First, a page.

Food Security and Environmental Justice

Winona LaDuke

Wednesday, 28 Mar 2018 at 7:00 pm – Great Hall, Memorial Union

Winona LaDuke (Anishinaabe) is founder and codirector of Honor the Earth, a national advocacy group encouraging public support and funding for Native environmental groups, working nationally and internationally on climate change, renewable energy, sustainable food systems and environmental justice. A graduate of Harvard and Antioch Universities with advanced degrees in rural economic development, LaDuke has devoted her life to protecting the lands and life ways of Native communities. In her own community in northern Minnesota, she is the founder of the White Earth Land Recovery Project, one of the largest reservation based non-profit organizations in the country, and a leader on culturally-based sustainable development strategies. The 2018 Richard Thompson Memorial Lecture
In addition to numerous articles, LaDuke is the author of a number of non-fiction titles including All Our Relations, The Winona LaDuke Reader, Recovering the Sacred: the Power of Naming and Claiming, Food is Medicine: Recovering Traditional Foods to Heal the People, The Militarization of Indian Country, and her most recent The Winona Laduke Chronicles: Stories from the Front Lines in the Battle for Environmental Justice. She has also penned a work of fiction, Last Standing Woman, and a children's book, In the Sugarbush.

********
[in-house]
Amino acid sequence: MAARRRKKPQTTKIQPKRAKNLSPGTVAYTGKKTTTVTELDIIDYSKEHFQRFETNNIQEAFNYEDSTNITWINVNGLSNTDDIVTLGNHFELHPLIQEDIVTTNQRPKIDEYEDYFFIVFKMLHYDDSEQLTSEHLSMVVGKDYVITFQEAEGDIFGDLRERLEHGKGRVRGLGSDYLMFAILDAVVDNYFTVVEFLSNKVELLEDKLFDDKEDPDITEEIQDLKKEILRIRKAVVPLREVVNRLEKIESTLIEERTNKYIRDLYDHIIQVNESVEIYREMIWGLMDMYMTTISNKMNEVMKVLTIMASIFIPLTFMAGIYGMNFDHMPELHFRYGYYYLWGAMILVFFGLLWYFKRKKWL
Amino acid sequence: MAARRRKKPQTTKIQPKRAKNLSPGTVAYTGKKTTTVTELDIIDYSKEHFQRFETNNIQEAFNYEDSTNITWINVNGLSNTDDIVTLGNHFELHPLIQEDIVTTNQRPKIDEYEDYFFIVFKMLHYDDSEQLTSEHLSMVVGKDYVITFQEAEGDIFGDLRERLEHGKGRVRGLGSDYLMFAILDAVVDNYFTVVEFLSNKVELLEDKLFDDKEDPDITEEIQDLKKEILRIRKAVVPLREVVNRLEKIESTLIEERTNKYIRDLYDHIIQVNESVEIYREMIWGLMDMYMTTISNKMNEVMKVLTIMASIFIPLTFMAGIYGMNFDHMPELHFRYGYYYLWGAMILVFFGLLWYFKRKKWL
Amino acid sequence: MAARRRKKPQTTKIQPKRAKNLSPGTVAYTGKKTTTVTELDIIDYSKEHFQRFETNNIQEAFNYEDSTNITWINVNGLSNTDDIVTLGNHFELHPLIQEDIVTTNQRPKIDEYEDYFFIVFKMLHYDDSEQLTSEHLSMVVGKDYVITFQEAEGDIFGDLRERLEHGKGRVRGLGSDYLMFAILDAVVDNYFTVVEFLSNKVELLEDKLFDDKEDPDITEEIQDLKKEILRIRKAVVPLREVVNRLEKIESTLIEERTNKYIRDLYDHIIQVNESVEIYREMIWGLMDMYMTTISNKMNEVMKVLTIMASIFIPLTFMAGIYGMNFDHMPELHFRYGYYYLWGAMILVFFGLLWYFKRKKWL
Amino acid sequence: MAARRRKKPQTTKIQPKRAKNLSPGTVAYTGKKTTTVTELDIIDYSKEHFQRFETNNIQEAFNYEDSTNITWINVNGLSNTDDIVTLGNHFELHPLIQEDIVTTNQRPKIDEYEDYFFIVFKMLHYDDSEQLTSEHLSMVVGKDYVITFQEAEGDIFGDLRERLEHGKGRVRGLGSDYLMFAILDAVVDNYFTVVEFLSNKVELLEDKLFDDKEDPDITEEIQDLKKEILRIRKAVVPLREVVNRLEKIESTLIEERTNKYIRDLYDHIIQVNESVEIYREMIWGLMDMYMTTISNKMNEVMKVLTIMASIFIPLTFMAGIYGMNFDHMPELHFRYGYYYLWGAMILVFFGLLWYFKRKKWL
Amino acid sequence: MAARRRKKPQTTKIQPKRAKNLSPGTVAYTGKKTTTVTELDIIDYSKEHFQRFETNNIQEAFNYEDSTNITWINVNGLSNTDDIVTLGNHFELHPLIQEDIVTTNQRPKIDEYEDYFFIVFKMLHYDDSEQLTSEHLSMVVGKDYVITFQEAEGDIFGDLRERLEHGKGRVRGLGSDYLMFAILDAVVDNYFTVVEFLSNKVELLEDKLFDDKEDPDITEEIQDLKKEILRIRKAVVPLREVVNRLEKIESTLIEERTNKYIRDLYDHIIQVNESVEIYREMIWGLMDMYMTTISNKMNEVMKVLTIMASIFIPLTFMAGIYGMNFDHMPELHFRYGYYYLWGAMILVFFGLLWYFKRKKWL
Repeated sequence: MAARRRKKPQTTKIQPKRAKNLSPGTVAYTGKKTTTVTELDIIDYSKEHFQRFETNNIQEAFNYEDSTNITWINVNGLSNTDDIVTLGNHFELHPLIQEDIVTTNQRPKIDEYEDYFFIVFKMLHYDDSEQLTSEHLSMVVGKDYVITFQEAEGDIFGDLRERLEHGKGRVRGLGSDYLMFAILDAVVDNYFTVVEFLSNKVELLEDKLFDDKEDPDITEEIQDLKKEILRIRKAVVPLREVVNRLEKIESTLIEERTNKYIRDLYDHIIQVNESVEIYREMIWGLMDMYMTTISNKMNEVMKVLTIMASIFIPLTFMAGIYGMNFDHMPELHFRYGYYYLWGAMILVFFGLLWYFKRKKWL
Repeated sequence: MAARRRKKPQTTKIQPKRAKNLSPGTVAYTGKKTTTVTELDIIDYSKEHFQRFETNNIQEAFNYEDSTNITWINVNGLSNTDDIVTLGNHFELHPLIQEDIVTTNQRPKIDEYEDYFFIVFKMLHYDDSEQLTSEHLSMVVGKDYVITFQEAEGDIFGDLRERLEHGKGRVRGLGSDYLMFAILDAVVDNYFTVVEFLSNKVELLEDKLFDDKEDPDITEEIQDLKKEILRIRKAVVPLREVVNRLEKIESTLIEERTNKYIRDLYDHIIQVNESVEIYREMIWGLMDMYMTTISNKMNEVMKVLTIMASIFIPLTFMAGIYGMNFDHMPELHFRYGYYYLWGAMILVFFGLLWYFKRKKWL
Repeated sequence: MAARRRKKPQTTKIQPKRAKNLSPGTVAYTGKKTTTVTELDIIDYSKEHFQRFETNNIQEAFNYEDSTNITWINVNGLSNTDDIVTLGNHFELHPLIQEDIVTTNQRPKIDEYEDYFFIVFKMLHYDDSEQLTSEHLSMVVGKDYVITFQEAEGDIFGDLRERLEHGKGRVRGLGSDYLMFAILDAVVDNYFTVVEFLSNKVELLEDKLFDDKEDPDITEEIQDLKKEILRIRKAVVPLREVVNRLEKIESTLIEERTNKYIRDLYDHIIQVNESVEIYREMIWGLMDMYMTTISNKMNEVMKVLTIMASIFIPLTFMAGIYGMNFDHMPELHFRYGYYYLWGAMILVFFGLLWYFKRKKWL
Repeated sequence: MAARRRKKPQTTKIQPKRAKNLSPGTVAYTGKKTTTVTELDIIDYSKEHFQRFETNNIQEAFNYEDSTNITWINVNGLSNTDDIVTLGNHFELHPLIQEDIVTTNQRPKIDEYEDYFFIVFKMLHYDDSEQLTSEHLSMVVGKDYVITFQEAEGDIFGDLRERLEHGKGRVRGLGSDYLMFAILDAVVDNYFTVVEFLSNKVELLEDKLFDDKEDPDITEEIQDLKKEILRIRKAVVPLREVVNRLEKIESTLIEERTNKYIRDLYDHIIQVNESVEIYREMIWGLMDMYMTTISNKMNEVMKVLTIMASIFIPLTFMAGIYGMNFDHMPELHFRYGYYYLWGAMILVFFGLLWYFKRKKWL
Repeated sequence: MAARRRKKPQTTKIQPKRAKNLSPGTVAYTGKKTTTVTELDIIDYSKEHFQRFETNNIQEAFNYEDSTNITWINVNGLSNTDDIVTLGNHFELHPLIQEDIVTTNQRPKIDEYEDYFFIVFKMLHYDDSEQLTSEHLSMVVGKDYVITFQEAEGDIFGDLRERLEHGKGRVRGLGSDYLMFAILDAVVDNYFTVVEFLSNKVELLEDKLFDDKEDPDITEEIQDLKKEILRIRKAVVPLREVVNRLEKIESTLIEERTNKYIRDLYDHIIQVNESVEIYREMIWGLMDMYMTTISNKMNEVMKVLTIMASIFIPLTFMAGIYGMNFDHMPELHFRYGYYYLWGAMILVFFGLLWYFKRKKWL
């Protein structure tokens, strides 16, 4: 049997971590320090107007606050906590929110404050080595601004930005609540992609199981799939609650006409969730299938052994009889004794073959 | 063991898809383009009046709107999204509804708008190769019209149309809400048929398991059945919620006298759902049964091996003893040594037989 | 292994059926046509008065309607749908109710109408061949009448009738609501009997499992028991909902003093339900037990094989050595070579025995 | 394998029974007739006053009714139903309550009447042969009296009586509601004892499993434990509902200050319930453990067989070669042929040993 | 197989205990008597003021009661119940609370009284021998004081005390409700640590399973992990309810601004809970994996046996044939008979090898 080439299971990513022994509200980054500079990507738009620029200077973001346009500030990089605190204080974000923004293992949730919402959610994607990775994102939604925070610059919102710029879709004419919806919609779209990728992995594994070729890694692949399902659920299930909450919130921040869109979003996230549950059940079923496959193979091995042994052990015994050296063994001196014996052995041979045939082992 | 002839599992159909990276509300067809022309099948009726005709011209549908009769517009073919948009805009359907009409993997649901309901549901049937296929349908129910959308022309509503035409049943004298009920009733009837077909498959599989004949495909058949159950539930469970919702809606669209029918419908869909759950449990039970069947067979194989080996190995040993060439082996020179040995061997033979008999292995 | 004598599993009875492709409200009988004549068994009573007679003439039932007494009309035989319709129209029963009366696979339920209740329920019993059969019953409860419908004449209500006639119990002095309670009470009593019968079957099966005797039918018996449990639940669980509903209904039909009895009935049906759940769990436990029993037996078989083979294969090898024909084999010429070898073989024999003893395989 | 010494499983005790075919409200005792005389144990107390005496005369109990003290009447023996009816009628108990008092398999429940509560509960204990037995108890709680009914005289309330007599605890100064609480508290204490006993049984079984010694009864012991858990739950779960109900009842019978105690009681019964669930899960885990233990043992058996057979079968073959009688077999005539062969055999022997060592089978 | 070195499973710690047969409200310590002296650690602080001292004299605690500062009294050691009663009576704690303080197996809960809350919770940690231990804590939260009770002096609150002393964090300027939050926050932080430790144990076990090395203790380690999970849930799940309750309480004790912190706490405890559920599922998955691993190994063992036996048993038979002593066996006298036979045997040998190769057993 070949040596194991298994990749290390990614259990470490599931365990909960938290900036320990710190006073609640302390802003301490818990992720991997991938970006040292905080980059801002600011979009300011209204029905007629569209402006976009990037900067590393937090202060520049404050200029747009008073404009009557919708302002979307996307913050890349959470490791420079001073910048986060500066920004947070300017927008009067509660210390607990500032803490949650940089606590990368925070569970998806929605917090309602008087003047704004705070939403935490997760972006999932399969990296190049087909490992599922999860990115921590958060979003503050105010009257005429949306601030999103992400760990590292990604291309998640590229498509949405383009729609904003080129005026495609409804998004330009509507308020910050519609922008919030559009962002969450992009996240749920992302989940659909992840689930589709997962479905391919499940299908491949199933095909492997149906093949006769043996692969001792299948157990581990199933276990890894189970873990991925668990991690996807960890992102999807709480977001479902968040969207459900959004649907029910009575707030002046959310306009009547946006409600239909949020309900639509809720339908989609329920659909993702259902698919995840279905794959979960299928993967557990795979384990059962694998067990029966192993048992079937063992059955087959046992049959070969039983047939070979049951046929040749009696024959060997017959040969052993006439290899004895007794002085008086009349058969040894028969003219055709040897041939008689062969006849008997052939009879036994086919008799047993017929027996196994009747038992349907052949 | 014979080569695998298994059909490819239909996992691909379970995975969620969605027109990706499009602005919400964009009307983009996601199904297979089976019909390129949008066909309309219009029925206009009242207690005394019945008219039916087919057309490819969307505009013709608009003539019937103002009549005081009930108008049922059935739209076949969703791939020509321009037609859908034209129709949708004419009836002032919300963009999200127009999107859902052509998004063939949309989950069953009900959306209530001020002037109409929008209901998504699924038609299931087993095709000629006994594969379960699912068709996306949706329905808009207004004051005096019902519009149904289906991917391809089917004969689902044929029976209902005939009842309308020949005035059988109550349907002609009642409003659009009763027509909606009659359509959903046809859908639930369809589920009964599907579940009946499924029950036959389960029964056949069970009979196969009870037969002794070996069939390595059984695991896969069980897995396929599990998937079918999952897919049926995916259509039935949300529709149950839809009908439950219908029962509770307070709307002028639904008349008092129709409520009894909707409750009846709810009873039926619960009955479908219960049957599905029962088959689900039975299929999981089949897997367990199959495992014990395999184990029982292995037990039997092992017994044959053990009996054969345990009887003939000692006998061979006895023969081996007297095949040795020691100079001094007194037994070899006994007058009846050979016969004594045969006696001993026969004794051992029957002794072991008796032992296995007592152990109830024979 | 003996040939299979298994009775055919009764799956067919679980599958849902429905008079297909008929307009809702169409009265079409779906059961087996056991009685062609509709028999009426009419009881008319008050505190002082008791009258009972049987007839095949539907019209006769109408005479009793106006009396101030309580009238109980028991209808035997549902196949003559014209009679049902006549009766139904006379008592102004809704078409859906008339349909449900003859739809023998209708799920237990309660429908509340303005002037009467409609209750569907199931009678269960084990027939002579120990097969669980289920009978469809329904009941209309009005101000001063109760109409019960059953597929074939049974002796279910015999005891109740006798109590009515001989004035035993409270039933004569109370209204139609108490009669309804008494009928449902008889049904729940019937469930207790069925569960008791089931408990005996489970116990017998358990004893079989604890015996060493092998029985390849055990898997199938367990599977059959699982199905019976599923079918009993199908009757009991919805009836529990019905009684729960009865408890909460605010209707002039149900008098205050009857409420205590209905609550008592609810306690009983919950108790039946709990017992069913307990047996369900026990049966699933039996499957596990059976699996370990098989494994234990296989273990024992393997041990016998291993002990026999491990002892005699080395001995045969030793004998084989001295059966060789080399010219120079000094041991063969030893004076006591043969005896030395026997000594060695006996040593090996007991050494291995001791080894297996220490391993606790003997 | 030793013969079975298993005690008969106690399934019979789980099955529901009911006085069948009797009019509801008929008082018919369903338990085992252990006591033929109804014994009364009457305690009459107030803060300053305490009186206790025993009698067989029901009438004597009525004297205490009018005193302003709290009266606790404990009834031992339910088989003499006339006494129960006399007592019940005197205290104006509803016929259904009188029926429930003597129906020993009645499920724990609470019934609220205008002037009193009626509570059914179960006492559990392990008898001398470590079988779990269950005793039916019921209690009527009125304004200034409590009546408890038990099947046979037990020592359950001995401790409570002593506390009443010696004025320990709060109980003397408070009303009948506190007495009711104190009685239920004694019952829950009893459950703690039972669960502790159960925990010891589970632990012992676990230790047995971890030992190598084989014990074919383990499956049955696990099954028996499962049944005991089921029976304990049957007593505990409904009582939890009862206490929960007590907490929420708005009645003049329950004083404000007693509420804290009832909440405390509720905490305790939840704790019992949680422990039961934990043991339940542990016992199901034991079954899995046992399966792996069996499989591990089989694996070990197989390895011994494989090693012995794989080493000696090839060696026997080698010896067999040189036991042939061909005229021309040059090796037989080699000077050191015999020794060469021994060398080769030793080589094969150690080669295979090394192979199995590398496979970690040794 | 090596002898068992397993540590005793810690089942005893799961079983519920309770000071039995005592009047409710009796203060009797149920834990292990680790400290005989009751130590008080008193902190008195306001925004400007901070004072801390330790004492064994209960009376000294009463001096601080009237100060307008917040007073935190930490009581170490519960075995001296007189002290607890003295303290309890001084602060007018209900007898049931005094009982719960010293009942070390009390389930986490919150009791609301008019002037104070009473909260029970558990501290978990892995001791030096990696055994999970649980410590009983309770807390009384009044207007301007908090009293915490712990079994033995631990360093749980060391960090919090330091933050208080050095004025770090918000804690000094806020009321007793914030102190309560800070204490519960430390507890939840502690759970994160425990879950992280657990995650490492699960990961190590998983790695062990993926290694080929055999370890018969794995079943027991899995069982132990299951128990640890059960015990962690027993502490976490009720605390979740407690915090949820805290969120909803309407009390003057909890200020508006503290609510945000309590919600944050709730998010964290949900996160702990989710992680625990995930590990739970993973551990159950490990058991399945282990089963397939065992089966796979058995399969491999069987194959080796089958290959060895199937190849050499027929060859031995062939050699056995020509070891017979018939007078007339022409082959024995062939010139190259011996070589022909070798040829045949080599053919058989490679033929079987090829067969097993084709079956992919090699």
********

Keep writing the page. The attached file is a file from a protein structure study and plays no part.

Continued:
Other honors include the Reebok Human Rights Award, the Thomas Merton Award, the Ann Bancroft Award, the Global Green Award, and the International Slow Food Award for working to protect wild rice and local biodiversity. LaDuke also served as Ralph Nader’s vice-presidential running mate on the Green Party ticket in the 1996 and 2000 presidential elections.

Cosponsored By:
  • American Indian Studies Program
  • Ames Public Library Friends Foundation
  • Carrie Chapman Catt Center for Women & Politics
  • Graduate Program in Sustainable Agriculture
  • MFA Program in Creative Writing & Environment
  • Pearl Hogrefe Fund
  • Student Union Board
  • Thompson Memorial Lecture Fund
  • United Native American Student Association
  • University Library
  • Committee on Lectures (funded by Student Government)

Stay for the entire event, including the brief question-and-answer session that follows the formal presentation. Most events run 75 minutes.

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